On 12th February 2015, the House of Lords debated the Lords Spiritual (Women) Bill at Second Reading. The Bill will bring forward the time at which the first female diocesan bishops can sit as Lords Spiritual in the House of Lords. Speaking just prior to the ‘winding up’ of the debate, the Bishop of Leicester responded to a small number of questions raised in the course of the debate:
The Lord Bishop of Leicester: My Lords, I know I speak for all of us on this Bench in wanting to express our appreciation to your Lordships’ House for the serious, thoughtful and supportive way that your Lordships have considered this legislation, and to rehearse the most reverend Primate’s appreciation to the Government and Opposition Benches, and to the usual channels, for making it possible for the Bill to reach this stage so quickly.
It is a great privilege to follow the noble Baroness, Lady Howe, and to have the opportunity to address briefly the important issues she raised, although they do not bear, either directly or indirectly, on the substance of the legislation before us. The main point that it might be helpful to make is that the archbishops are guided by five fundamental principles that have been set before the House of Bishops and the General Synod, which are designed to ensure that the church can be what it is intended to be: a movement of people with different views who are united in following the same Lord. A church cannot behave like a political party or a tribe; it is an association of people whose differences are respected and among whom room is made for difference.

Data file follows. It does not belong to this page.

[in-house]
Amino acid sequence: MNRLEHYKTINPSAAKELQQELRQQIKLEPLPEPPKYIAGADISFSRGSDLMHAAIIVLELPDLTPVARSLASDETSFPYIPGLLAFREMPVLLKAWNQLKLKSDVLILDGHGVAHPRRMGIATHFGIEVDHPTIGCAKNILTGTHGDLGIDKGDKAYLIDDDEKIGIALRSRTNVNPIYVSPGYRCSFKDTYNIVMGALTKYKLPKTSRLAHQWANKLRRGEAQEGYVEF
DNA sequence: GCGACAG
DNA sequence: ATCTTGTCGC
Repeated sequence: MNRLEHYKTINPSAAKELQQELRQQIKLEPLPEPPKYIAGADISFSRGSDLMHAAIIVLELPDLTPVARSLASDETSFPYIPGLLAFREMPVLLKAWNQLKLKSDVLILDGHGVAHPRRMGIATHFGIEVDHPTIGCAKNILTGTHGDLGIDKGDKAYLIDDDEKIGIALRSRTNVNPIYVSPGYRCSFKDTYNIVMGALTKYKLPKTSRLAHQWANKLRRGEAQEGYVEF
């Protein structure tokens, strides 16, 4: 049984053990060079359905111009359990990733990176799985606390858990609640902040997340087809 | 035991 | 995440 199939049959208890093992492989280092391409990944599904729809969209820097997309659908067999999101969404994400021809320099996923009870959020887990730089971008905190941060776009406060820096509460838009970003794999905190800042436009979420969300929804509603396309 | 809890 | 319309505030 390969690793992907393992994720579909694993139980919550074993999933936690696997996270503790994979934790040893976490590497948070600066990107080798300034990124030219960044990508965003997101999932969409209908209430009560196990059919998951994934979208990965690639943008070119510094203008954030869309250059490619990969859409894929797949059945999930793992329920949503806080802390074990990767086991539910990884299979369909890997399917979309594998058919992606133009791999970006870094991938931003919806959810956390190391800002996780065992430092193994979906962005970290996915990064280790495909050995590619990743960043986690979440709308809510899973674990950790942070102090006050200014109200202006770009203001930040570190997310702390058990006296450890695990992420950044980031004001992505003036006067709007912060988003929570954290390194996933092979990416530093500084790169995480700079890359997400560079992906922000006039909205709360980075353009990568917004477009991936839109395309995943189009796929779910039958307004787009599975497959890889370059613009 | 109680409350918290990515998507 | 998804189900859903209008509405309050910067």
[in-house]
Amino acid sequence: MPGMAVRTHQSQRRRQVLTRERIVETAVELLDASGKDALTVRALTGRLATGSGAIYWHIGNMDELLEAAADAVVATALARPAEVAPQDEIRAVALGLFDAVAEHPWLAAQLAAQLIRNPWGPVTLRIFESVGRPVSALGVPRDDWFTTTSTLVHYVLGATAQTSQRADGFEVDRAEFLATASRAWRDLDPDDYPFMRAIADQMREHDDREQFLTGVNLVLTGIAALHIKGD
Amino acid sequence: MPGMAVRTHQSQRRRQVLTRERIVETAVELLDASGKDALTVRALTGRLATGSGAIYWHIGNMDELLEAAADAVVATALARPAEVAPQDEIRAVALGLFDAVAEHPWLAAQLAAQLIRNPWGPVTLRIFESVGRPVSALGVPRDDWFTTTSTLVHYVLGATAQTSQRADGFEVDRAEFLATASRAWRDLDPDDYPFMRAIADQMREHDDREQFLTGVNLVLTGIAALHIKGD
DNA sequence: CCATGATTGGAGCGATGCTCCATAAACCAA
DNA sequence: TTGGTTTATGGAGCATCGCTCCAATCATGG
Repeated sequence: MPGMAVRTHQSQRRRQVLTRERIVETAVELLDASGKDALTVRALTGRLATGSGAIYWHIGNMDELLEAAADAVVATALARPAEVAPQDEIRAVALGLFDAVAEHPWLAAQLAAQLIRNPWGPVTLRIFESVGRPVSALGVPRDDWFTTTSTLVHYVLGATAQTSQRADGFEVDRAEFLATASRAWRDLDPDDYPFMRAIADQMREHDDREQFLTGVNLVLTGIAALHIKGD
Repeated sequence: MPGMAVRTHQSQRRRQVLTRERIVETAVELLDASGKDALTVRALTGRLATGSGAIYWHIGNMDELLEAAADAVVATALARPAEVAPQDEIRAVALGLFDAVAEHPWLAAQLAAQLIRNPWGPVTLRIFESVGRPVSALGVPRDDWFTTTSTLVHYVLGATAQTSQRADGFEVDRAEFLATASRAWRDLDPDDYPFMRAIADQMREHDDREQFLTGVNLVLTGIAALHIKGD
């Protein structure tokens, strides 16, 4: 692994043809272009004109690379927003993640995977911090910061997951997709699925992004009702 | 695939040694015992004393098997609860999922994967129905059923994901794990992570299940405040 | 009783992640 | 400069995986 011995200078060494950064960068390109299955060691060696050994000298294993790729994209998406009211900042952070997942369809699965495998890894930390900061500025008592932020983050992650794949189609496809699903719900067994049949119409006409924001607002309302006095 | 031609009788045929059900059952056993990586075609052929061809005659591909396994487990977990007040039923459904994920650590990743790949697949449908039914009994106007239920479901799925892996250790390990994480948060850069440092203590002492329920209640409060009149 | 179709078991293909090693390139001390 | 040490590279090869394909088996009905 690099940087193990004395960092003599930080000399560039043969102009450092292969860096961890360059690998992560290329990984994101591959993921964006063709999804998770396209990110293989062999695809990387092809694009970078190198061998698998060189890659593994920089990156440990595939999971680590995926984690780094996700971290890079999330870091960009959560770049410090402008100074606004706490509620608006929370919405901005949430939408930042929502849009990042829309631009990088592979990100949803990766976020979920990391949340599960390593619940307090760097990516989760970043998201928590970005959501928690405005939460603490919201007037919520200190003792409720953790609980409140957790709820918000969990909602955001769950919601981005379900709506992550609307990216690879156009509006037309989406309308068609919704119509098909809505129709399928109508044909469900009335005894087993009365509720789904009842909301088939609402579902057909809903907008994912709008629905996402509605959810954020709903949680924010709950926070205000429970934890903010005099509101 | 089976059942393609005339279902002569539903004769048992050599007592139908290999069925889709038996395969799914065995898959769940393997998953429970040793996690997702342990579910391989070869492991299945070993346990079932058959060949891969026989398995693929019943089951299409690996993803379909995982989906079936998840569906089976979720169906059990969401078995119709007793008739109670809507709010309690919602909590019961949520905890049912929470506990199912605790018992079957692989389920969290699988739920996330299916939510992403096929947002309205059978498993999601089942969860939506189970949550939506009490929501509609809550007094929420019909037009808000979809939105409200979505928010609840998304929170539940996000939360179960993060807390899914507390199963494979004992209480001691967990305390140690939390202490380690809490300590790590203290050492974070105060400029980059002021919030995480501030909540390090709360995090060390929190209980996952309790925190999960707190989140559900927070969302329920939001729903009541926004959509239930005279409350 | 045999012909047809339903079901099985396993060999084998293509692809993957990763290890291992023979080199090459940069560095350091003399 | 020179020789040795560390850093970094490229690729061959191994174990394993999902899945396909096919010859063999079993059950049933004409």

The particular guiding principles that relate to this, if I can ask your Lordships’ forbearance, are these. Since the Church of England will continue to share the historical episcopate with other churches—including the Roman Catholic Church, the Orthodox Church and those provinces of the Anglican communion that continue to ordain only men as priests or bishops—it will acknowledge that its own clear decision on ministry and gender is set within a broader process of discernment within the Anglican communion and the whole church of God. Secondly, since those within the Church of England who, on grounds of theological conviction, are unable to receive the ministry of women bishops or priests will continue to be within the spectrum of teaching and tradition of the Anglican communion, the Church of England will remain committed to enabling them to flourish within its life and structures. I am sure that the most reverend Primate the Archbishop of York was bearing those principles in mind when he came to his conclusions about the ordination of the Bishop of Burnley.
The noble Baroness, Lady Howe, asked me to speculate whether a future woman Archbishop of Canterbury might take the same view. That is asking a lot. What we can notice is that in recent years opinion has been moving quite quickly in the church, as some of your Lordships have noted, and I have no doubt it will continue to do so. It is impossible to be certain about what the position may be in five or 10 years—to my most reverend friend I say, “It’s all right brother”—but it is quite possible that no such provision will be needed at that time. The most reverend Primate the Archbishop of York has made it clear that the decision he made in this particular case should not be regarded as setting any precedent for future action.